Rose-Pink (Rose Gentian)

Photo of a rose gentian flower, closeup
Scientific Name
Sabatia angularis
Gentianaceae (gentians)

Rose-pink, also called rose gentian, is a biennial wildflower whose first year is spent as a basal rosette of leaves; it sends up a flowering stalk the second year. The many opposite branches make it look like a candelabra; the stems are square in cross-section and are winged.

Each flower is borne on a stalk arising from the upper leaf axils, to 1 inch across, with 5 spreading corolla lobes; pink (in some localities white), with a green or yellow inner ring; delicately scented. Blooms June–September.

The leaves are opposite, sessile, clasping the stem, ovate to lanceolate, lacking teeth, to 1½ inches long.

Similar species: Prairie rose gentian (S. campestris) has the branches in the flower cluster alternate, not opposite; its calyx tube is prominently 5-ribbed or winged (not smooth), and the plant grows only to about 9 inches tall. It is found in prairies, fields, and roadsides, mostly in the southern two-thirds of the state. Another species, marsh pink (S. brachiata), is rare in our state, having been recorded only from Butler County in southeast Missouri; on it, the lower half of the stem is circular in cross-section (not square as in rose-pink) and is not angled, though the upper half of the stem is angled. Also, its leaf bases are not clasping. Otherwise, it resembles rose-pink.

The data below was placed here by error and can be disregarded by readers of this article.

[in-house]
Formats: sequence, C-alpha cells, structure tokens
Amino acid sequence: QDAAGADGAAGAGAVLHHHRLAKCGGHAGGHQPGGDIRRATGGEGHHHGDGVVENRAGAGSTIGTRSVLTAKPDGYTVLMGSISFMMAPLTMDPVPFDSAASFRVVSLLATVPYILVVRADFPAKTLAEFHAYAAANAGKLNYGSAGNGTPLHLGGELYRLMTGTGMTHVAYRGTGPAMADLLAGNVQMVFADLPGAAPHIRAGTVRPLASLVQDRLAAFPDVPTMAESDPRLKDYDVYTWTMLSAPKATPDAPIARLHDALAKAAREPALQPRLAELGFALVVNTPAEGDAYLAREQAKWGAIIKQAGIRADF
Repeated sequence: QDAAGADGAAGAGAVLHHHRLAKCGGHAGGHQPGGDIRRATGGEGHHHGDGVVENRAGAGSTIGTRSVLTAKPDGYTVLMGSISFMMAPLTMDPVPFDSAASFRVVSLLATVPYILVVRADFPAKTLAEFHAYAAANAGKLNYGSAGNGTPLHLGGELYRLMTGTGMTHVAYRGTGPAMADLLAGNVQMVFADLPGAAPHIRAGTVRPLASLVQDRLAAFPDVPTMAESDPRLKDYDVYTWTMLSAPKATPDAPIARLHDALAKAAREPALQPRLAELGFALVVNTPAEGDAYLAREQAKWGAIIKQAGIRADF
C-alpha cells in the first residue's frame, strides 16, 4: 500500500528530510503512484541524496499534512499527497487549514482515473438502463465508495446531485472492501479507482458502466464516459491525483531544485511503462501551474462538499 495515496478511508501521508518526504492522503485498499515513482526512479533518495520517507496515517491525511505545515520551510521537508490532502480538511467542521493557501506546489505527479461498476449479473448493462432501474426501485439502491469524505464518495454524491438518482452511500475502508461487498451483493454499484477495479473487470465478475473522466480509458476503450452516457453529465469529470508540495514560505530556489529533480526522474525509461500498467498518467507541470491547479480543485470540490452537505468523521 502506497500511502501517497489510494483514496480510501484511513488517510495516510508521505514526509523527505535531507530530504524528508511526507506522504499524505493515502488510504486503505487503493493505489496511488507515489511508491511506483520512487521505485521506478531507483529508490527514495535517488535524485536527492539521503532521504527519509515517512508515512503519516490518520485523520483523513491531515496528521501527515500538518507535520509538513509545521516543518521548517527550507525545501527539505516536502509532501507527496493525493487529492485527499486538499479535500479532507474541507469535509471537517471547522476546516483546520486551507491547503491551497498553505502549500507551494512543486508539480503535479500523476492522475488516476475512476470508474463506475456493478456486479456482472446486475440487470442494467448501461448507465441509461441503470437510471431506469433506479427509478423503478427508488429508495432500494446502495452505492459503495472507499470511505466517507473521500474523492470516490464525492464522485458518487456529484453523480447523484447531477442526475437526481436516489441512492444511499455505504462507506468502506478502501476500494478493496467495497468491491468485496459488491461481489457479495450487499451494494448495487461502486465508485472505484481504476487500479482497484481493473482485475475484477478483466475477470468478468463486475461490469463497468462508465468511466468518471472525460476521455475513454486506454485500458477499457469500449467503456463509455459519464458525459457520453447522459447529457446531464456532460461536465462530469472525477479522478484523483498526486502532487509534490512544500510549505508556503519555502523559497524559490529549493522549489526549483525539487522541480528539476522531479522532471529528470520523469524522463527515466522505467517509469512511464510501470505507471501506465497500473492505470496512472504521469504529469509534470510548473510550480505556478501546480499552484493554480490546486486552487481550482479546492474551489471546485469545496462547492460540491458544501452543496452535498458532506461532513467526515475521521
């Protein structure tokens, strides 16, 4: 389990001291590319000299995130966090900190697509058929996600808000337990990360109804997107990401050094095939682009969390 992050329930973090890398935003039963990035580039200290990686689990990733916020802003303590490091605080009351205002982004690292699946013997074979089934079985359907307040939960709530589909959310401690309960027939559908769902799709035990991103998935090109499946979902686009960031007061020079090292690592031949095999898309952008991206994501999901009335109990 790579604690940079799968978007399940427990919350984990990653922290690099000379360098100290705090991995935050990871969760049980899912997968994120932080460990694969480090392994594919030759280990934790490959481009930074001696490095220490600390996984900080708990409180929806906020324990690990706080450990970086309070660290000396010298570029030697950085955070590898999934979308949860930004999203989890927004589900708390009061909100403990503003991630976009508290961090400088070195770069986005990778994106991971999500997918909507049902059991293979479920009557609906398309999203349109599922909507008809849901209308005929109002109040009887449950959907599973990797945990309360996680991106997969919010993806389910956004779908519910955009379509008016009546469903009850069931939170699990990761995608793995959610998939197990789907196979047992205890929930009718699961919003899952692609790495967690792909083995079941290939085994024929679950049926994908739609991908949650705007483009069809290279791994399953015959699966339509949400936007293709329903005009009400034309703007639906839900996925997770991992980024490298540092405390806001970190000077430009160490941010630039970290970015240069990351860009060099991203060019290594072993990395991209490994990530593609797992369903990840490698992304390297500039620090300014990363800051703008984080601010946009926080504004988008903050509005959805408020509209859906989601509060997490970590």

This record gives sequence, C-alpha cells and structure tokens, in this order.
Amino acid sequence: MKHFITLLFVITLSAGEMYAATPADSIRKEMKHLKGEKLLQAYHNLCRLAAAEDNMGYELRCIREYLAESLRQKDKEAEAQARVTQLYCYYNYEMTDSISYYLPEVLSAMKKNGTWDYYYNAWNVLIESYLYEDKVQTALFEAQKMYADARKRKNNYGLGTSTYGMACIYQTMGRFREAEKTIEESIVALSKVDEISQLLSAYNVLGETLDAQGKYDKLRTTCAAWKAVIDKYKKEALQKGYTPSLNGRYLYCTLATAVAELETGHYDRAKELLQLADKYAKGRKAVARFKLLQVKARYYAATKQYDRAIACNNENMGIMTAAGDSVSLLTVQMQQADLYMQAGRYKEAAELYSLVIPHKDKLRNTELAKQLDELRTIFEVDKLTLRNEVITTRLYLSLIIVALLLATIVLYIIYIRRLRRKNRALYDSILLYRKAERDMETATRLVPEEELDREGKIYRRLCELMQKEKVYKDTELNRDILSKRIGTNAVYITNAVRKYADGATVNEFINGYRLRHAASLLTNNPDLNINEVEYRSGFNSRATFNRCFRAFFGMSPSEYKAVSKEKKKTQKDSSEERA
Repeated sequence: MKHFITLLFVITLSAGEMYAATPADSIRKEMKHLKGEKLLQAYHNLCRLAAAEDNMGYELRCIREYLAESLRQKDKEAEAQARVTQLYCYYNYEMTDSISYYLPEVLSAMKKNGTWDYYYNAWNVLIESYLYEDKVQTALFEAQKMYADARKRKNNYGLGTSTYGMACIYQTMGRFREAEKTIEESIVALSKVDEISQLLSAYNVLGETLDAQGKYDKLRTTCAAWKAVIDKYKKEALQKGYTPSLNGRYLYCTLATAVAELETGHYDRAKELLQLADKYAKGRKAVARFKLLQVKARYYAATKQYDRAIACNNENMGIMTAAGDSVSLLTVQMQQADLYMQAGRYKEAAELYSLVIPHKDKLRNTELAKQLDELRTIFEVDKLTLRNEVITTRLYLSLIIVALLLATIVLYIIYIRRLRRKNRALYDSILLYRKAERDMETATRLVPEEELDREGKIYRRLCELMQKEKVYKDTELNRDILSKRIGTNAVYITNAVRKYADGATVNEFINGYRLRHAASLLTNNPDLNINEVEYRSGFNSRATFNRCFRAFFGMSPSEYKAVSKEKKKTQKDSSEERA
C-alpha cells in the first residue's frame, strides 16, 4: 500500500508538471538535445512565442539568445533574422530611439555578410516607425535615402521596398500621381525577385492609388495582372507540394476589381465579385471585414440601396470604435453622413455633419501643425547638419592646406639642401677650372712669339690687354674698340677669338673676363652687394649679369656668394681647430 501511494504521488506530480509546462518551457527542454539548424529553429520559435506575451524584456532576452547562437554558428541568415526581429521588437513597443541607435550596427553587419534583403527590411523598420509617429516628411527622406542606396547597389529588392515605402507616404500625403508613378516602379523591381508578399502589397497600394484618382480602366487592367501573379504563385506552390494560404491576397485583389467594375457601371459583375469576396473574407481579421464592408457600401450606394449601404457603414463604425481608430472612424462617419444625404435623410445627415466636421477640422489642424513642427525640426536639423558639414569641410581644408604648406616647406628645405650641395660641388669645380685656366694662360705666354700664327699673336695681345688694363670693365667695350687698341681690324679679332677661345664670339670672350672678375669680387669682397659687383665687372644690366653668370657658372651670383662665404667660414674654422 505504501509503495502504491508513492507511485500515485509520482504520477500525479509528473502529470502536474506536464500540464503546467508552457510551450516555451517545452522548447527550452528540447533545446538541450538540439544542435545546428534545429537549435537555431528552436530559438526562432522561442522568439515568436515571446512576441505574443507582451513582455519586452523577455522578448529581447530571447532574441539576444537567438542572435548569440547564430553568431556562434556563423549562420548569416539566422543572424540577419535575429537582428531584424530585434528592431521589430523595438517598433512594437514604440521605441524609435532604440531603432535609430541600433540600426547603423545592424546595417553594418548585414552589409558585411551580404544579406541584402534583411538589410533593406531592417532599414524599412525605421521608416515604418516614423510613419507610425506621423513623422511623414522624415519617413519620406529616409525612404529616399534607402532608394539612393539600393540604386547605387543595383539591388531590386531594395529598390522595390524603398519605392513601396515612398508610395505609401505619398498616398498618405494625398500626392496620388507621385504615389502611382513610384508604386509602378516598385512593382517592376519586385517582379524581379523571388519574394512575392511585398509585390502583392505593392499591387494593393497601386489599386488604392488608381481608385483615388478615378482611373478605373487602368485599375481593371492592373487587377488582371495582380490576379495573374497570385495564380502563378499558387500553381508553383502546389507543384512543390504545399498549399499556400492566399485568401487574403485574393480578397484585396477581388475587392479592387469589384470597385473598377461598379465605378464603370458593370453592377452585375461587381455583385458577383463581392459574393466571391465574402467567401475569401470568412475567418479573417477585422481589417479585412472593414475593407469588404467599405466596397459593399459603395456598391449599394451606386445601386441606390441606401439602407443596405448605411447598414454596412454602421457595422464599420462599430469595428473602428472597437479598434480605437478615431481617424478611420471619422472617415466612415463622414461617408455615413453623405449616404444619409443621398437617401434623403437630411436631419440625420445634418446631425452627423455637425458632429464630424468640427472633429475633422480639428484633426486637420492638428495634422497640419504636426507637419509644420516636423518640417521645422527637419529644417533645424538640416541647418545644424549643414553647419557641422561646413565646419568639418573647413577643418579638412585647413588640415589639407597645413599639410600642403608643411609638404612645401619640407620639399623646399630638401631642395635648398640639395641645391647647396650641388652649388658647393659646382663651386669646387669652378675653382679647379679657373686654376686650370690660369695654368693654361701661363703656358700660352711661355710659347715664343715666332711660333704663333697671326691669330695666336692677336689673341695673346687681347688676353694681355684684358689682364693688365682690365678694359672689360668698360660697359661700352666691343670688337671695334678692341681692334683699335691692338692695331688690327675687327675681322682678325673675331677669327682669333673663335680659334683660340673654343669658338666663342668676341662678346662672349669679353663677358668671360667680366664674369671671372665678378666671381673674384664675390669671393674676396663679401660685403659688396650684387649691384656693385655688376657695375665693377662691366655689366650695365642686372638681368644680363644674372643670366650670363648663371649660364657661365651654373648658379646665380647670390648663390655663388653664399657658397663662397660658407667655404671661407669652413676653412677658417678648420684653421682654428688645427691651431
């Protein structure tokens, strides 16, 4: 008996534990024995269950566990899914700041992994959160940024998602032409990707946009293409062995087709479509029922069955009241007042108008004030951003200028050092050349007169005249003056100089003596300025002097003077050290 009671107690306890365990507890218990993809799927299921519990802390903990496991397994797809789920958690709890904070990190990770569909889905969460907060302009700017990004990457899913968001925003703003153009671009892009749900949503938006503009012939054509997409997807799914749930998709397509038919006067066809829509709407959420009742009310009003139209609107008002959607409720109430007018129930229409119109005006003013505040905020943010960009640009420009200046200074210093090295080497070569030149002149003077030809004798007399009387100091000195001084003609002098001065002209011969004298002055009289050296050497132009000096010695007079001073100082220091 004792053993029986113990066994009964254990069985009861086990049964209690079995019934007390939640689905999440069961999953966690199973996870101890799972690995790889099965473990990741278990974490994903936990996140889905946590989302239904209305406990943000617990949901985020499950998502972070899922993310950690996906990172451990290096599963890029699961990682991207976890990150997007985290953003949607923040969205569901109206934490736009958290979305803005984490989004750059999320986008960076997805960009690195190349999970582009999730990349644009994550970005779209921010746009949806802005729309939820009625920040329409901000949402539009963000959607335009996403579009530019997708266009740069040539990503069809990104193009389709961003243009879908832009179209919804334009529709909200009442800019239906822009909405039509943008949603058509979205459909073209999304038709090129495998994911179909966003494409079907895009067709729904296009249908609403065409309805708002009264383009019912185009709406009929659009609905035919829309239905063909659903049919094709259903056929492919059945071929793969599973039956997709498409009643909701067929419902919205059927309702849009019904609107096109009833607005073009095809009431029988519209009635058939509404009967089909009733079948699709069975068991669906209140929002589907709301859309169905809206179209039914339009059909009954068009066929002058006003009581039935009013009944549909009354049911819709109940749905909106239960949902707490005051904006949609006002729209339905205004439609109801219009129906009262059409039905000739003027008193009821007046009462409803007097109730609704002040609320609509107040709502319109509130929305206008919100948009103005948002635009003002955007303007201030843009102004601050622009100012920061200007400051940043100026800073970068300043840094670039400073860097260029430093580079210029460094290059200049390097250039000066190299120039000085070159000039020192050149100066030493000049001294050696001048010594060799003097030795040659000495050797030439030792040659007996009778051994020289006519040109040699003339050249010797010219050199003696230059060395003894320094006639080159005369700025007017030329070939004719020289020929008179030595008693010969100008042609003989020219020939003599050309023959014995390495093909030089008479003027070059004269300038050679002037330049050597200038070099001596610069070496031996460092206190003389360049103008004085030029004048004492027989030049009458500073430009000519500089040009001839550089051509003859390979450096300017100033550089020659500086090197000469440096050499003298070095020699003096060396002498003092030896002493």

Height: to 2 feet.

Where To Find
image of Rose Gentian Rose Pink distribution map

Found in southern, northeastern, and east-central counties.

Occurs in glades, prairies, upland ridges, fallow fields, margins and openings of woods, thickets, roadsides, and rights-of-way. Usually grows in acid soils.

Native Missouri wildflower.

This showy native wildflower should be used more often in flower gardens. The plants reseed themselves and can have a more or less permanent presence. They prefer fairly acid soil and an open situation. Don’t dig plants from the wild; get them from reputable wildflower nurseries.

Bees, butterflies, and skippers visit the flowers, and at least a few moth or butterfly species use it as their larval food plant.

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Similar Species
About Wildflowers, Grasses and Other Nonwoody Plants in Missouri
A very simple way of thinking about the green world is to divide the vascular plants into two groups: woody and nonwoody (or herbaceous). But this is an artificial division; many plant families include some species that are woody and some that are not. The diversity of nonwoody vascular plants is staggering! Think of all the ferns, grasses, sedges, lilies, peas, sunflowers, nightshades, milkweeds, mustards, mints, and mallows — weeds and wildflowers — and many more!